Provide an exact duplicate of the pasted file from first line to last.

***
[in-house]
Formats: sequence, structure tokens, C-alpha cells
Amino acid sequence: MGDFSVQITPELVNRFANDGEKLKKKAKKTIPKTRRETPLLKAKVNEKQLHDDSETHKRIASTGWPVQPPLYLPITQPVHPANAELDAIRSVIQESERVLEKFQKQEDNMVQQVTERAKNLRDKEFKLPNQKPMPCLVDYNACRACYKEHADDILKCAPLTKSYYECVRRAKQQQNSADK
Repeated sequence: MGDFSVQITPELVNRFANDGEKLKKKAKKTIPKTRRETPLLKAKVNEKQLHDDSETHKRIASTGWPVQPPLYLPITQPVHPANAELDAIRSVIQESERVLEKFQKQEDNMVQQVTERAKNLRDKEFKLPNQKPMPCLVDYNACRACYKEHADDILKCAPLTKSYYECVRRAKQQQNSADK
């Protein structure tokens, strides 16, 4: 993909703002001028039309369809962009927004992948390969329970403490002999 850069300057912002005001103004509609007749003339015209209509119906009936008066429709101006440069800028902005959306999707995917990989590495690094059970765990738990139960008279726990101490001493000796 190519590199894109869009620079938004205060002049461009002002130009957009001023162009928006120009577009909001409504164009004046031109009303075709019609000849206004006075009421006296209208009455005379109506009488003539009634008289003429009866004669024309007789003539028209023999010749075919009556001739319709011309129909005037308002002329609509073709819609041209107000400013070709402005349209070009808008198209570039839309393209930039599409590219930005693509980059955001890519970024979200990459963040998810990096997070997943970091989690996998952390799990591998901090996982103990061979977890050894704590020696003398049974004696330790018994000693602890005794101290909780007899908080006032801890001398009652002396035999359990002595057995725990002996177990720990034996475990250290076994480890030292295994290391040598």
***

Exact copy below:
[in-house]
Formats: sequence, structure tokens, C-alpha cells
Amino acid sequence: MGDFSVQITPELVNRFANDGEKLKKKAKKTIPKTRRETPLLKAKVNEKQLHDDSETHKRIASTGWPVQPPLYLPITQPVHPANAELDAIRSVIQESERVLEKFQKQEDNMVQQVTERAKNLRDKEFKLPNQKPMPCLVDYNACRACYKEHADDILKCAPLTKSYYECVRRAKQQQNSADK
Repeated sequence: MGDFSVQITPELVNRFANDGEKLKKKAKKTIPKTRRETPLLKAKVNEKQLHDDSETHKRIASTGWPVQPPLYLPITQPVHPANAELDAIRSVIQESERVLEKFQKQEDNMVQQVTERAKNLRDKEFKLPNQKPMPCLVDYNACRACYKEHADDILKCAPLTKSYYECVRRAKQQQNSADK
């Protein structure tokens, strides 16, 4: 993909703002001028039309369809962009927004992948390969329970403490002999 850069300057912002005001103004509609007749003339015209209509119906009936008066429709101006440069800028902005959306999707995917990989590495690094059970765990738990139960008279726990101490001493000796 190519590199894109869009620079938004205060002049461009002002130009957009001023162009928006120009577009909001409504164009004046031109009303075709019609000849206004006075009421006296209208009455005379109506009488003539009634008289003429009866004669024309007789003539028209023999010749075919009556001739319709011309129909005037308002002329609509073709819609041209107000400013070709402005349209070009808008198209570039839309393209930039599409590219930005693509980059955001890519970024979200990459963040998810990096997070997943970091989690996998952390799990591998901090996982103990061979977890050894704590020696003398049974004696330790018994000693602890005794101290909780007899908080006032801890001398009652002396035999359990002595057995725990002996177990720990034996475990250290076994480890030292295994290391040598």